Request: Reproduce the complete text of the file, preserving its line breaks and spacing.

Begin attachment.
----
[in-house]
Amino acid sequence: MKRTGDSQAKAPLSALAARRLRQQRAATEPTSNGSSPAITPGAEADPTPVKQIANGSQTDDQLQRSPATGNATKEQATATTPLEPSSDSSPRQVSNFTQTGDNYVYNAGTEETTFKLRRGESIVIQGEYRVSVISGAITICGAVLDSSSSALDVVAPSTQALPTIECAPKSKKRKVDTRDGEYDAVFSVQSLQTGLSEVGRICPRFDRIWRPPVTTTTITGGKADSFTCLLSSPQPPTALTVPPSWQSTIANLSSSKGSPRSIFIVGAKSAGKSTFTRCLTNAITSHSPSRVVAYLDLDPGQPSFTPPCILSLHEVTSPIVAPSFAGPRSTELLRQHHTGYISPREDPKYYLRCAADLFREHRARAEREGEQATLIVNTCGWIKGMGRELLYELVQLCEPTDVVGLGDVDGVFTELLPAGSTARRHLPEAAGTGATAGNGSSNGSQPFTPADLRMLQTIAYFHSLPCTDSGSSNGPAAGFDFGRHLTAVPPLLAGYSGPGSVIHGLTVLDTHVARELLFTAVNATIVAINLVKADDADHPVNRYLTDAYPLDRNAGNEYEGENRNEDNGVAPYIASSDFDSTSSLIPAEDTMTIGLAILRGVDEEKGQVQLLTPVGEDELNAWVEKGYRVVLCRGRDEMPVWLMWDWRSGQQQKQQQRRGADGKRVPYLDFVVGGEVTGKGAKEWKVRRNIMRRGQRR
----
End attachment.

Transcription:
[in-house]
Amino acid sequence: MKRTGDSQAKAPLSALAARRLRQQRAATEPTSNGSSPAITPGAEADPTPVKQIANGSQTDDQLQRSPATGNATKEQATATTPLEPSSDSSPRQVSNFTQTGDNYVYNAGTEETTFKLRRGESIVIQGEYRVSVISGAITICGAVLDSSSSALDVVAPSTQALPTIECAPKSKKRKVDTRDGEYDAVFSVQSLQTGLSEVGRICPRFDRIWRPPVTTTTITGGKADSFTCLLSSPQPPTALTVPPSWQSTIANLSSSKGSPRSIFIVGAKSAGKSTFTRCLTNAITSHSPSRVVAYLDLDPGQPSFTPPCILSLHEVTSPIVAPSFAGPRSTELLRQHHTGYISPREDPKYYLRCAADLFREHRARAEREGEQATLIVNTCGWIKGMGRELLYELVQLCEPTDVVGLGDVDGVFTELLPAGSTARRHLPEAAGTGATAGNGSSNGSQPFTPADLRMLQTIAYFHSLPCTDSGSSNGPAAGFDFGRHLTAVPPLLAGYSGPGSVIHGLTVLDTHVARELLFTAVNATIVAINLVKADDADHPVNRYLTDAYPLDRNAGNEYEGENRNEDNGVAPYIASSDFDSTSSLIPAEDTMTIGLAILRGVDEEKGQVQLLTPVGEDELNAWVEKGYRVVLCRGRDEMPVWLMWDWRSGQQQKQQQRRGADGKRVPYLDFVVGGEVTGKGAKEWKVRRNIMRRGQRR